Global women’s health organisation, EngenderHealth, has challenged traditional leaders in the country to be active participants and promoters of change in the fight against sexual and gender-based violence (SGBV) in the country.
EngenderHealth Malawi director Sarai Chisala-Tempelhoff said as custodians
of cultural, traditional and social norms, chiefs could play a vital role in addressing practices that trigger and/or perpetuate SGBV in their respective communities.
Chisala-Tempelhoff made the remarks at the Chewa traditional leaders
seminar on ending GBV, which took place at Mponela in Dowa on Wednesday.
She stressed that if Malawi is to achieve its economic, social and development goals such as the Sustainable Development Goals (SDGs) by 2030, individuals, government and civil society need to build a more gender equitable society with healthier gender roles for women and men.
Chisala-Tempelhoff said to be effective, the strategies must not only empower women, but also should engage men and bring about significant changes in men’s attitudes and practices, which are often discouraged by negative notions of masculinity.
“It is common among many communities for women and children to be subjected
to gender-based violence and other forms of violence which include, harassment and harmful traditional practices. Traditional leaders are therefore vital in advocating, championing and addressing GBV through social norms change,” she said.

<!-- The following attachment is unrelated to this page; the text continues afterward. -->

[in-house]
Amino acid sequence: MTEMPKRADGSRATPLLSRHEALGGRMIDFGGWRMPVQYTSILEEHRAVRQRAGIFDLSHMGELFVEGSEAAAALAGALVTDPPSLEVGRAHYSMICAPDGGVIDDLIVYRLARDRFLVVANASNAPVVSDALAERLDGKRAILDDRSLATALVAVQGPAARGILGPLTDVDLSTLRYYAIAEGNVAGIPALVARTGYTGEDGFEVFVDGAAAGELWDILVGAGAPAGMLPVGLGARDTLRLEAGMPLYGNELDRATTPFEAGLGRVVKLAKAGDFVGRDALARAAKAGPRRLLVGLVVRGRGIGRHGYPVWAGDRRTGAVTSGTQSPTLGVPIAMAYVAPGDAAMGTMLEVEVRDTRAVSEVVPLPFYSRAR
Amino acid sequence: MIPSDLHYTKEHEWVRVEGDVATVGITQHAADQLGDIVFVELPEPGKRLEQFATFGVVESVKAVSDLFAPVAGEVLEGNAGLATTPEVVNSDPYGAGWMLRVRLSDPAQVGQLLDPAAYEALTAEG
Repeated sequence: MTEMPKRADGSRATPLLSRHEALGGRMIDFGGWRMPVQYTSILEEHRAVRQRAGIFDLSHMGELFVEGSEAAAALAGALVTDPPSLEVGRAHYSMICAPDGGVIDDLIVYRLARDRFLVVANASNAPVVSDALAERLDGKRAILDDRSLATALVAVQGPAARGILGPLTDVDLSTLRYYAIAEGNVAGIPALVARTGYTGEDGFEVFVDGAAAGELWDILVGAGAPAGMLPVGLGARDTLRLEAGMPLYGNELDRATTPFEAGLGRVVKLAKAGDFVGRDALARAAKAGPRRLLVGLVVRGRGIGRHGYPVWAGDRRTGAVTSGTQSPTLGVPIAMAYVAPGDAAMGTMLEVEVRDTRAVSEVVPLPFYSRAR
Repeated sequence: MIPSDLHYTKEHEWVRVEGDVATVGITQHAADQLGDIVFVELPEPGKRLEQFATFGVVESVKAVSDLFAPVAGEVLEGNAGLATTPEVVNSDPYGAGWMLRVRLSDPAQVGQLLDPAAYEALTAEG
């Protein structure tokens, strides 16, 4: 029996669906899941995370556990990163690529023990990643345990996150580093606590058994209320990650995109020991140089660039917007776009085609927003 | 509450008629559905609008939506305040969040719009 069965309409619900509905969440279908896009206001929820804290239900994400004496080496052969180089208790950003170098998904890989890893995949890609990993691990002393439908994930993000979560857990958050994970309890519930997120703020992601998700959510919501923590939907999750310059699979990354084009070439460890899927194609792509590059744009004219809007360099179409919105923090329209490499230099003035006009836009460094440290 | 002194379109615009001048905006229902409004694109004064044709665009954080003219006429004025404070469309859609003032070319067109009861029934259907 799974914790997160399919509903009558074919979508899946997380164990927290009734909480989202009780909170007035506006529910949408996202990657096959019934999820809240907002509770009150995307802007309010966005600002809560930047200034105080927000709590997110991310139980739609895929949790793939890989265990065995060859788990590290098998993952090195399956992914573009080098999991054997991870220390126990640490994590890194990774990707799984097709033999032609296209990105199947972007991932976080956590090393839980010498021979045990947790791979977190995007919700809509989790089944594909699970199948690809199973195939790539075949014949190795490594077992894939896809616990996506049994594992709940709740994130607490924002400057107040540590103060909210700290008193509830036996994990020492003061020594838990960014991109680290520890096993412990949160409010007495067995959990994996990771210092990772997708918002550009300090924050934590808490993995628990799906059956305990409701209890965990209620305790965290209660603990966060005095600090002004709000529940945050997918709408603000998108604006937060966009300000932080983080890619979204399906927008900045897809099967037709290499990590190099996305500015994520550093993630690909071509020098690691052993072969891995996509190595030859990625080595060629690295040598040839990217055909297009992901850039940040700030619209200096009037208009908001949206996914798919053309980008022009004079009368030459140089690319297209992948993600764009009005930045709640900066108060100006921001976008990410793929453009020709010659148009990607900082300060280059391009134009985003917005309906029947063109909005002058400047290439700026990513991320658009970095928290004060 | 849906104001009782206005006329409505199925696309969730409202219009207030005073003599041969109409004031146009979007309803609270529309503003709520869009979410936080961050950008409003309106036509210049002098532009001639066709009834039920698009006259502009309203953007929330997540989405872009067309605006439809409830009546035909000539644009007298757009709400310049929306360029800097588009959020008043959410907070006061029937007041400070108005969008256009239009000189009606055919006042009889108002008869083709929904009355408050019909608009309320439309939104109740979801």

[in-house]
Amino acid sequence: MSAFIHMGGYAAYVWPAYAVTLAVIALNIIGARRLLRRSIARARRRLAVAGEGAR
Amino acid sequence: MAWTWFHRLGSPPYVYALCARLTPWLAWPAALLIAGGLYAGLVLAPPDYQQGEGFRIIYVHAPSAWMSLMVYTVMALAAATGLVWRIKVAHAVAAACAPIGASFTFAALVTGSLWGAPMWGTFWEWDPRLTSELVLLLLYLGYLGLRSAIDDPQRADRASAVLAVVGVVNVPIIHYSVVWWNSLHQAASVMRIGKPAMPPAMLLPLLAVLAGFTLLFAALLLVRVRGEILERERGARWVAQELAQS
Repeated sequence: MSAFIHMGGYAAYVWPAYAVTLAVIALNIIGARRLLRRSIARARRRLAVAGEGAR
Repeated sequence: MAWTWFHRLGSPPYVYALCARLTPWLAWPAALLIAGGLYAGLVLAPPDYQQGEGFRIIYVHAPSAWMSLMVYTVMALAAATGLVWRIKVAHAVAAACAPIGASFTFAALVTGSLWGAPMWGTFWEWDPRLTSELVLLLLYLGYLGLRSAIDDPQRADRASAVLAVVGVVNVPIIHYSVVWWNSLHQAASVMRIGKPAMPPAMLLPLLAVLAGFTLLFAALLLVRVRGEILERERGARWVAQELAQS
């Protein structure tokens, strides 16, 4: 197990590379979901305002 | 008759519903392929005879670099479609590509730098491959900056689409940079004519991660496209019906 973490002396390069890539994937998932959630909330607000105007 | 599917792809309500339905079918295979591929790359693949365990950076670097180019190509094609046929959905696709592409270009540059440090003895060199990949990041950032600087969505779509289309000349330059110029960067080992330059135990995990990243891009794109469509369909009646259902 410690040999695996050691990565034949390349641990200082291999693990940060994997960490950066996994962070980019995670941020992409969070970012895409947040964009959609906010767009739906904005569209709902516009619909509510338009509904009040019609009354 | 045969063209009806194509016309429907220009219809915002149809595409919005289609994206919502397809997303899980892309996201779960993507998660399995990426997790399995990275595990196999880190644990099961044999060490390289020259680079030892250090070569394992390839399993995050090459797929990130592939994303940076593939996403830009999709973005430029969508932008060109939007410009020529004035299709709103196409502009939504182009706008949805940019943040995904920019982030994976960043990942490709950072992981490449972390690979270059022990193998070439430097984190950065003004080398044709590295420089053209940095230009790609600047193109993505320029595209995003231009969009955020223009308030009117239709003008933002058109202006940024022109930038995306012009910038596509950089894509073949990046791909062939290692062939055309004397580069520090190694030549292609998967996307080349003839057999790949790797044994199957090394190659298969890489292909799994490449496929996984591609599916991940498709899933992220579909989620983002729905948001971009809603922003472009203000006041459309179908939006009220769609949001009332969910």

“It is along that perspective that EngenderHealth, with support from the United States Department of State, has collaborated with the Chewa Heritage Foundation to engage traditional leaders on ending GBV in Chewa communities. This underscores the importance of mobilising all the Chewa chiefs to take action in strengthening GBV prevention and response interventions in their jurisdiction areas,” Chisala-Tempelhoff added.
Senior Chief Dzoole said SGBV are endemic in the Chewa society. He therefore thanked EngenderHealth for taking steps to address the problem through engagement with traditional leaders.
“We are excited to collaborate with EngenderHealth to address the vice in
our communities,” Dzoole said.
Ministry of Gender, Children, Disability and Social Welfare principal gender and development officer Chimwemwe Grace Kussein said government has formulated many gender programmes and policies which need active involvement of chiefs for people to understand them.